Though I have to say, if supernatural goings-on in the gospels make us nervous, we’ve got bigger issues to contend with than Jesus creating food for a multitude where there was no food before. By Luke chapter 9, Jesus has been busily casting out demons and healing all sorts of physical infirmities, not to mention that he entered the scene back in Luke 1 and 2 as the Son of God himself, born to a virgin and announced by angels. It seems to me that reading through the gospel of Luke requires a degree of openness to the miraculous, a willingness at least to consider the angel’s promise to Mary back in chapter 1 that “nothing will be impossible with God.” (Luke 1:37)
But whatever it is that actually happened out there among the five thousand in the wilderness that evening, it’s the dialogue in the middle of the story that really caught my attention this week. First the disciples say to Jesus: “Send the crowd away” to get provisions “for we are here in a deserted place.” (Luke 9:12) Jesus responds, “You give them something to eat.” (9:13) The disciples, no doubt looking like deer caught in the headlights at this point, recover from their shock to the point where they can fill Jesus in on the inventory: “We have no more than five loaves and two fish.” It’s not enough, Jesus. There’s no way it’s enough.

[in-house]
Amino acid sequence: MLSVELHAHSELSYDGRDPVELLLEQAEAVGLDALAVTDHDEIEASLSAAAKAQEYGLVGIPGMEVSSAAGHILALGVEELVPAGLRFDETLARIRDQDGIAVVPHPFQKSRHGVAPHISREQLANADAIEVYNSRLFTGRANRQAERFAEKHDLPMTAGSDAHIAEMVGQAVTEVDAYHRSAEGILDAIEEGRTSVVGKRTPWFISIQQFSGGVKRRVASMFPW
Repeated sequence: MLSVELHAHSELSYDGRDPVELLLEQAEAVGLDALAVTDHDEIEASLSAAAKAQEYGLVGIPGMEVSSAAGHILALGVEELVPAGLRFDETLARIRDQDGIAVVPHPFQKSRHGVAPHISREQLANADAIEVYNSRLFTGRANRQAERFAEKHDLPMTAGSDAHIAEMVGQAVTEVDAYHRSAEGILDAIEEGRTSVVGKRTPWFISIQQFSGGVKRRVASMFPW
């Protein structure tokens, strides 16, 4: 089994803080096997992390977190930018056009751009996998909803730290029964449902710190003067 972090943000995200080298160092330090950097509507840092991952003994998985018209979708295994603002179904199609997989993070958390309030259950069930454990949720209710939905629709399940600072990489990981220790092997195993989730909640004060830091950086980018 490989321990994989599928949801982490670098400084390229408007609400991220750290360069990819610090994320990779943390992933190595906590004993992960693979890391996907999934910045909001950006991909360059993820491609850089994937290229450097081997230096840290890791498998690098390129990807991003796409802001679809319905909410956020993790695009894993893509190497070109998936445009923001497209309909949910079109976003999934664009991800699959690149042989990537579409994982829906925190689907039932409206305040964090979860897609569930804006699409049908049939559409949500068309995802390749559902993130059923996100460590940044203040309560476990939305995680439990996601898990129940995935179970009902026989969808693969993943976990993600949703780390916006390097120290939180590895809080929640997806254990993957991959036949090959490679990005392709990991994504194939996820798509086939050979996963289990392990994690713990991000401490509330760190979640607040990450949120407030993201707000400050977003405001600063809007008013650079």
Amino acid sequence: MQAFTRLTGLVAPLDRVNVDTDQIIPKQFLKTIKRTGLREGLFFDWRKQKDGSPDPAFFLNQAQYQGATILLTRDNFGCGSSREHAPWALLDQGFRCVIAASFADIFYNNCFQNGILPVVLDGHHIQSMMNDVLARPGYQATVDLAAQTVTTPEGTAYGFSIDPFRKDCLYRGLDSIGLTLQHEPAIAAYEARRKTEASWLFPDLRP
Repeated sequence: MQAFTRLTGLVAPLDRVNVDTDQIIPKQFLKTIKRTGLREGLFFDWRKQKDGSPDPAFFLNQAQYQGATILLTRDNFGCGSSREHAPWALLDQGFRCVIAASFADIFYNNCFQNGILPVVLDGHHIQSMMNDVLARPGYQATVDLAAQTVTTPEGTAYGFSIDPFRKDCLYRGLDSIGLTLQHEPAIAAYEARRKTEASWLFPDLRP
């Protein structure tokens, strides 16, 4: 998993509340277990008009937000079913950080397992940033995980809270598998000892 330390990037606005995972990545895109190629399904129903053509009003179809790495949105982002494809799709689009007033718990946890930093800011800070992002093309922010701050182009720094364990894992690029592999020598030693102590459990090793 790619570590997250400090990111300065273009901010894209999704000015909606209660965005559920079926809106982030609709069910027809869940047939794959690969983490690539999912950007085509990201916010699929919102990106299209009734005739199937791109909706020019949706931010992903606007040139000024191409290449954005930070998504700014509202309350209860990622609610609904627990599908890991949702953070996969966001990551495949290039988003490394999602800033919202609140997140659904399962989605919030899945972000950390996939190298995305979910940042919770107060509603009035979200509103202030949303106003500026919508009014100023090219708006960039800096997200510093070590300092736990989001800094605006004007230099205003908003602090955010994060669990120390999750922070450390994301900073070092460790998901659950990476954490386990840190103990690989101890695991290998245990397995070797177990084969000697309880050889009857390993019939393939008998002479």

But notice the simplicity of what Jesus says next: “Make them sit down in groups.” Ah, now that we can do. And carrying baskets, and passing out pieces of bread and fish, and cleaning up after the meal, that we can do, too. Thanks, Jesus. We’re on it.
“You give them something to eat,” says Jesus to the group of disciples gathered here this morning, too. And there’s so much we simply can’t do about hunger in our world. We pray for God to intervene because it’s all so overwhelming. 5,000 mouths to feed? Try 842 million hungry people around the globe right now, according to the World Food Program. It’s easy to be paralyzed into inaction. Jesus, every morsel of food in our kitchens, every penny in each of our pockets, every dollar in each of our bank accounts simply isn’t enough to solve a crisis of this magnitude! What do you mean, “you give them something to eat?”